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House Votes to Apologize to World War II Internees : $1.2 Billion Damages Approved

September 17, 1987|Associated Press

WASHINGTON — The House, on the 200th birthday of the Constitution, today passed a measure apologizing to Japanese-Americans interned during World War II and offering them $1.2-billion compensation for their lost civil liberties.

The 243-141 vote on the Civil Liberties Act came after more than four hours of often emotional debate.

Sponsors of the bill included Reps. Robert T. Matsui (D-Sacramento) and Norman Y. Mineta (D-San Jose), both of whom were held in internment camps as children.

"For me, it's a very emotional day," Mineta told reporters. "On the 29th of May, 1942, I was 10 1/2 years old, wearing my Cub Scout uniform as we were herded upon trains. . . . And here, on the 200th anniversary of our great Constitution, we have this legislation before us. . . . Where else could this happen in this world?"

Veto Is Possible

The Senate is expected to approve a similar measure next week--but the White House has said President Reagan's advisers will recommend he veto the bill in its present form.

The bill authorizes $1.2 billion for payments of $20,000 to people of Japanese ancestry who were relocated, confined, held in custody or otherwise deprived of liberty or property under the government's internment program.

An additional $50 million is earmarked for educational programs dealing with the wartime internment.

The measure also apologizes for the program, which a government commission recently concluded had been the result of "race prejudice, war hysteria and a failure of political leadership."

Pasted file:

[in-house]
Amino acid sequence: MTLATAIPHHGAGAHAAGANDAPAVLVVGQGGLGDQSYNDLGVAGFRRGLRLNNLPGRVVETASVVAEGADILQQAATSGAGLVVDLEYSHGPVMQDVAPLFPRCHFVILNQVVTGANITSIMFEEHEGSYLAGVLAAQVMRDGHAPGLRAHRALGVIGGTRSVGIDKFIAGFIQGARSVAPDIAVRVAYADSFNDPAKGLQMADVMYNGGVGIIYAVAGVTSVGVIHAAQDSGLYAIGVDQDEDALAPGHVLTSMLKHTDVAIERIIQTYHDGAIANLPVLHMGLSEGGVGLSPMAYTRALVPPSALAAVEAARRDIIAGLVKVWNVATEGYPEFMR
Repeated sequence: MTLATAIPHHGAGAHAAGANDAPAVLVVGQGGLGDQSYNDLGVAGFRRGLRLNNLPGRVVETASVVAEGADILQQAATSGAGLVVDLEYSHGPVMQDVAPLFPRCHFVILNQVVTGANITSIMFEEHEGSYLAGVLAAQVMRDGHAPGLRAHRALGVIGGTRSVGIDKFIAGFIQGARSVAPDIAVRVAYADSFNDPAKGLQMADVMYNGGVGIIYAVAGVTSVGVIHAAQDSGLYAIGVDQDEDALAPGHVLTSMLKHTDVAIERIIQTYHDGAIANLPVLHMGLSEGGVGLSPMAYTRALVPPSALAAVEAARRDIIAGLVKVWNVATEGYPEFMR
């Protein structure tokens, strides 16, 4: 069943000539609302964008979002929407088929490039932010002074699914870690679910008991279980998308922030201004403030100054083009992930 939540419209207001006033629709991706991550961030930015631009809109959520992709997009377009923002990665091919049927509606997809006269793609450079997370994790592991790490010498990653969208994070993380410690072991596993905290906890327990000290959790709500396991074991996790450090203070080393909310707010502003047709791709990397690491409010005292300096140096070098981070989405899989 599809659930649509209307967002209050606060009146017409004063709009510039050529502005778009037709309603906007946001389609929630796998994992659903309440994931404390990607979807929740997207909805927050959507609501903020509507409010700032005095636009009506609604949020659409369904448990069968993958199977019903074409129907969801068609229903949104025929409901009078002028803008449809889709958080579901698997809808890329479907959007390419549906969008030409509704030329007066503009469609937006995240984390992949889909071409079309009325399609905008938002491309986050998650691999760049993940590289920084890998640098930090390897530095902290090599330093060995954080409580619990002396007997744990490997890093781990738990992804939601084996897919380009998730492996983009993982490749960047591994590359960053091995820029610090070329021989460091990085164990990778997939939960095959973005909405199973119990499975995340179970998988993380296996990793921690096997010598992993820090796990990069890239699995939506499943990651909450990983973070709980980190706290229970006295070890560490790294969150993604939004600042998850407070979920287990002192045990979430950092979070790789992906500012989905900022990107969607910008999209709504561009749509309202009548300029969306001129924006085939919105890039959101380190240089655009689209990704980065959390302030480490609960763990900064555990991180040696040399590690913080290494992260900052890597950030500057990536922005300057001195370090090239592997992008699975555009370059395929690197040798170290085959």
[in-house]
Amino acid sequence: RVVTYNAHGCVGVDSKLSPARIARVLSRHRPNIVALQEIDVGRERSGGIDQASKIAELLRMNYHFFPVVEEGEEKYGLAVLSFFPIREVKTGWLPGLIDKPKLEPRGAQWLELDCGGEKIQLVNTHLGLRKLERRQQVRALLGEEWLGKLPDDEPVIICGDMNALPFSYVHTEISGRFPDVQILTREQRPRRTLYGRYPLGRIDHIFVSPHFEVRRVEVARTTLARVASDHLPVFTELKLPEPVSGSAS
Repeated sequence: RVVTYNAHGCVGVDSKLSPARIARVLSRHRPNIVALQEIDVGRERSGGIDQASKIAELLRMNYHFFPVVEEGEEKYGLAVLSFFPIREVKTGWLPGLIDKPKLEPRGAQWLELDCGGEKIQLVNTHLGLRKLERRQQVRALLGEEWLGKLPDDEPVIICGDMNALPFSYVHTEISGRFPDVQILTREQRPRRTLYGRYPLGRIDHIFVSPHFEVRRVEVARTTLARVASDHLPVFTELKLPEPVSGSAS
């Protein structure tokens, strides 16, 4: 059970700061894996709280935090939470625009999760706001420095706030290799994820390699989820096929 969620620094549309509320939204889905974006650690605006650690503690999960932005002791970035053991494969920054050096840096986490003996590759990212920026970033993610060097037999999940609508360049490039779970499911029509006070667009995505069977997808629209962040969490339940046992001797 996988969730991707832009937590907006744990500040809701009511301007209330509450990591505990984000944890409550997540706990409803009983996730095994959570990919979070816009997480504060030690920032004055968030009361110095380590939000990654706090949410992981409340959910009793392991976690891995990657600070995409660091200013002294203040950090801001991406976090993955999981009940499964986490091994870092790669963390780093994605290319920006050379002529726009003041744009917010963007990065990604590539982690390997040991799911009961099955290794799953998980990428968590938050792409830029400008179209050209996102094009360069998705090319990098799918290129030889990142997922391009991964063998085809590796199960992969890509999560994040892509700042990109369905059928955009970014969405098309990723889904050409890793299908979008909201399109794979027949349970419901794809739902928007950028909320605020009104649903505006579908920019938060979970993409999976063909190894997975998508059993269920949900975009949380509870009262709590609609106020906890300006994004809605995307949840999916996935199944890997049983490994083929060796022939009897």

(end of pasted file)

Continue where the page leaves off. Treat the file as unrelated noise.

Convictions to Be Studied

And it directs federal agencies to review criminal convictions related to violations of the internment law as well as applications for restitution of positions, status or other losses attributable to discriminatory federal actions.

The House rejected, 237 to 162, an attempt by Rep. Dan Lungren (R-Long Beach) to delete the $1.2 billion set aside for reparations to individuals while retaining the apology and the education fund.

Lungren said supporters of the restitution provision harbored "the misguided notion that the dollar sign is the only sign of contrition" and demanded, "Have we come to the point in America where sincerity is judged only by a dollar sign?"

But others said that the money demonstrates a serious commitment by the government to make sure such internment is never repeated and that the outlay represents only a tiny fraction of the nation's trillion-dollar budget.

Rights Have a Value

"Some are saying these payments are inappropriate. Liberty is priceless. You cannot put a price on freedom," Mineta said on the floor. "But it's absurd to argue that because constitutional rights are priceless, they really have no value at all. When those rights are ripped away without due process, are you entitled to compensation? Absolutely."

The internment program stemmed from a 1942 order by President Franklin D. Roosevelt that said the War Department could designate military areas from which people could be excluded.

Subsequent military orders resulted in the exclusion of all people of Japanese ancestry from California, Washington and Oregon. The orders applied to 77,000 U.S. citizens and 43,000 legal and illegal resident aliens. Most of them were moved by the Army to camps away from the West Coast and spent the rest of the war there.

Congress has awarded about $38 million in restitution payments since a 1948 Evacuation Claims Act was passed, but in 1983 a commission estimated that losses up to $2 billion had never been compensated.

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